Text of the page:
Eat

Thursday, July 21, 2016

After 15 years in business, MiBek Farms announces closure

So God made a farmer

Posted by Kinsey Gidick on Thu, Jul 21, 2016 at 4:56 PM

Mibek Farms' Kelsey Worrell prepares customer orders for shipping - JONATHAN BONCEK
  • Jonathan Boncek
  • Mibek Farms' Kelsey Worrell prepares customer orders for shipping
Back in 2010, Craig Deihl said MiBek Farms in Barnwell raised the best beef — a bold statement from one of the city's meat mavens. But other chefs agreed. Nathan Thurston, then at The Ocean Room, used them. When Cory Burke opened the Green Door, he sourced MiBek beef too. Numerous menus across the city included the cattle farm in their list of local ingredients due to MiBek's beef quality all thanks to the exacting work of owner Dr. Michael Worrell and his family. For 15 years Worrell worked to raise Black Angus cattle right, grass-fed and harvested at just the right moment for optimum lean to fat ratios. 

Now, after a decade and half, Worrell has announced that his farm is closing. 

"It’s all about personal and financial reasons. We’ve taken a hit, but it’s also been a toll on us personally. We just need to rest. I’ve given everything I’ve had to this farm for 15 years," Worrell says. "Right now we’re not making any plans at all. It’s all a matter of resting. Then the evaluating down the road."

Worrell says razor thin profit margins were a huge contributing factor to his closure. "To be perfectly honest, we’re big enough that we were able to have year-round supply, but not big enough to hire a lot of people to do our work. With the high prices of cattle, we weren’t making money. We do have a fairly high price on our beef. We couldn’t make it, and we had to ask, was it worth all the effort?"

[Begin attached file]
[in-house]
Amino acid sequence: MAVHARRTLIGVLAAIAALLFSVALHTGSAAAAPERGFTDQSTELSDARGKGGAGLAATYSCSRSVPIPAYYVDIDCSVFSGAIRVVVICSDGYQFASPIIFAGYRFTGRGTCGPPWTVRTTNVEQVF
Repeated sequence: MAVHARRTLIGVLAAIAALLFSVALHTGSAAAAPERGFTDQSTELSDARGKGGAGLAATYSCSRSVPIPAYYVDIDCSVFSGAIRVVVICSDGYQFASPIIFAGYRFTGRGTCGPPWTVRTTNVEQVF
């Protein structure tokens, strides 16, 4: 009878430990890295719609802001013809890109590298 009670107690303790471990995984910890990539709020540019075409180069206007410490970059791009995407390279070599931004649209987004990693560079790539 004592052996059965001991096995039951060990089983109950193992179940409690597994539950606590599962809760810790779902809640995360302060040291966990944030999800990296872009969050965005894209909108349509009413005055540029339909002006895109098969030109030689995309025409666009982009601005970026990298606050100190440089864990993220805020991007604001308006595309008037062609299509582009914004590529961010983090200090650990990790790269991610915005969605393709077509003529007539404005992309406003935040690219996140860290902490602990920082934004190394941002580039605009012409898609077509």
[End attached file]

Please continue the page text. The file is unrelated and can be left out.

It's a question many American farmers ask themselves each year as the number of family farms in the U.S. continues to decline. 

As for Deihl he says he's sad to see MiBek close, but understands the choice. "Whole beef price per pound was $4.90 not including all the hard work and labor that went into breaking it down and not having enough customers to shell out coin to buy," Diehl says. "They produce a great product, but the cost didn't match the consumer demand." 

But for those loyal shoppers still wanting to buy MiBek product, there's still some left. "We have some in our freezer We’ll be at a few farmers markets until we get pretty low." 

Until then, Worrell is resting and reflecting.

"This has been a wonderful experience with this farm. We’ve really achieved a lot of things. We achieved a great product and following and we know how it should be done. But the model we’re on with farmers market, it was seven days a week. I couldn’t go on any longer. It was tearing my health up and the health of my children," he says. "We need to sit back and recover and reevaluate."